# How to interpret ACF and PACF plots

I just want to check that I am interpreting the ACF and PACF plots correctly:  The data corresponds to the errors generated between the actual data points and the estimates generated using an AR(1) model.

I've looked at the answer here:

Estimate ARMA coefficients through ACF and PACF inspection

After reading that it seems that the errors are not autocorrelated but I just want to be sure, my concerns are:

1.) The first error is right on the boundary (when this is the case should I accept or reject that there is significant auto-correlation at lag 1)?

2.) The lines represent the 95% confidence interval and given that there are 116 lags I would expect no more than (0.05 * 116 = 5.8 which I round up to 6) 6 lags to be exceed the boundary. For the ACF this is the case but for the PACF there are about 10 exceptions. If you include those on the border it's more like 14? Does this still indicate no auto-correlation?

3.) Should I read anything into the fact that all the breaches of the 95% confidence interval occur to the downside?

## 2 Answers

There is no apparent structure in the plots that you show.

The lag order of those negative partial autocorrelations that lie outside the bands are not multiple of each other (they are lags, 22, 56, 62, 78, 94) i.e., they do not arise after a regular number of lags as for example 12, 24, 36, 48, so I wouldn't infer any pattern based on that from the plot.

As a complement you may apply a runs test, which is a test for independence that may be useful to capture runs of positive or negative values, which would suggest some pattern in the data.

As regards the significance of some of the autorrelations I see that they arise at large orders. You should think if those autocorrelations make sense or may be expected in the context of your data. Is it sensible to expect that the value observed 56 observations ago will affect the current observation? If we had quarterly data, it would be worth inspecting significant correlation at lags 8 and 12 because they are multiples of the periodicity of the data and may reflect some seasonal pattern that we could explain in the context of the data. But I wouldn't concern that much if significant lags arose at lags 9, 11 or much higher lags for which I didn't have an explanation that will justify it as a regular pattern.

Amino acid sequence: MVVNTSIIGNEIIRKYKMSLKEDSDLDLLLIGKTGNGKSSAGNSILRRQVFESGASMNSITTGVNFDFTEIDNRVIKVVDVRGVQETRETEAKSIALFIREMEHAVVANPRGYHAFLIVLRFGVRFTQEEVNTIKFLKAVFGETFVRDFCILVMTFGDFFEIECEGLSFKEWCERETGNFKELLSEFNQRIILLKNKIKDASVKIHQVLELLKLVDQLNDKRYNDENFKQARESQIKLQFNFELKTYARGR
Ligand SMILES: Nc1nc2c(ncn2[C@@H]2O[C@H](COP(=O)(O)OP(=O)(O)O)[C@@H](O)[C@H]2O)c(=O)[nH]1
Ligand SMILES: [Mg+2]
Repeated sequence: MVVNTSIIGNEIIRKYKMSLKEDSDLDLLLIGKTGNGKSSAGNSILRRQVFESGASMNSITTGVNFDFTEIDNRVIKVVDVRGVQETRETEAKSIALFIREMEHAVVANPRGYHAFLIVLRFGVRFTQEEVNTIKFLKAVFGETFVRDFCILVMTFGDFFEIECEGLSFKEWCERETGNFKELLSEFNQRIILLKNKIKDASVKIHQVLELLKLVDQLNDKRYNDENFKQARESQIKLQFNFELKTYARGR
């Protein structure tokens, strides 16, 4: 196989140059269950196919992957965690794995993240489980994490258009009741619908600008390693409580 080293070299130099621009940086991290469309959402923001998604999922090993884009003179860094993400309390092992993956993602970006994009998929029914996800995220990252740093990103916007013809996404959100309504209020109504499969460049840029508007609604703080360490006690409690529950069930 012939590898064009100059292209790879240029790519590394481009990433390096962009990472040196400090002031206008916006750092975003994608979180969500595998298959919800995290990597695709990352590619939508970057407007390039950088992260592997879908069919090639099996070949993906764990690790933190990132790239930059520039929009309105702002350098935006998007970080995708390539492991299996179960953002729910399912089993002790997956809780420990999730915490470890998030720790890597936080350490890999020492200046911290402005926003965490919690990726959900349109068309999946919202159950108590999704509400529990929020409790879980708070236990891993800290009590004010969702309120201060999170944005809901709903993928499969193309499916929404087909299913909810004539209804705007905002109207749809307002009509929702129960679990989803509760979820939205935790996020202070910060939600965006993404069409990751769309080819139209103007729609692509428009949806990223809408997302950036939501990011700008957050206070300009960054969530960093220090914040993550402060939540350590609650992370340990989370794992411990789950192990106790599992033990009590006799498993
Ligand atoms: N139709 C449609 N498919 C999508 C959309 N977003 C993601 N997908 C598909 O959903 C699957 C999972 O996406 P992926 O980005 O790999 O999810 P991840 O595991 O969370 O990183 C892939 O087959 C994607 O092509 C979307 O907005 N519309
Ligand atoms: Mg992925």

Correlogram examination of the residuals (difference between the actual data point and estimates) is performed to check if any significant patterns about the data have not be left out in the ARIMA model. If all information has been captured, then the ACF and PACF plots should resemble white noise. If a visual examination does not help in confidently assume the same, then you can try to run a Box-Ljung test on the residuals.

The null hypothesis, in this scenario, for a Box-Ljung test will be that the residuals are not different from white noise.

The following is the code to run the test in r:

Box.test(residuals, lag = 28, fitdf = 5, type = "Ljung")


The lag value is set based on the number of lag autocorrelation coefficients and fitdf is the number of degree of freedoms to be subtracted. For an ARIMA (p,d,q) (P,D,Q)m, I usually set fitdf = (p + q + P + Q)

If a Box-Ljung test returns a large p-value, it suggests that the residuals have no remaining autocorrelations, i.e., they resemble white noise.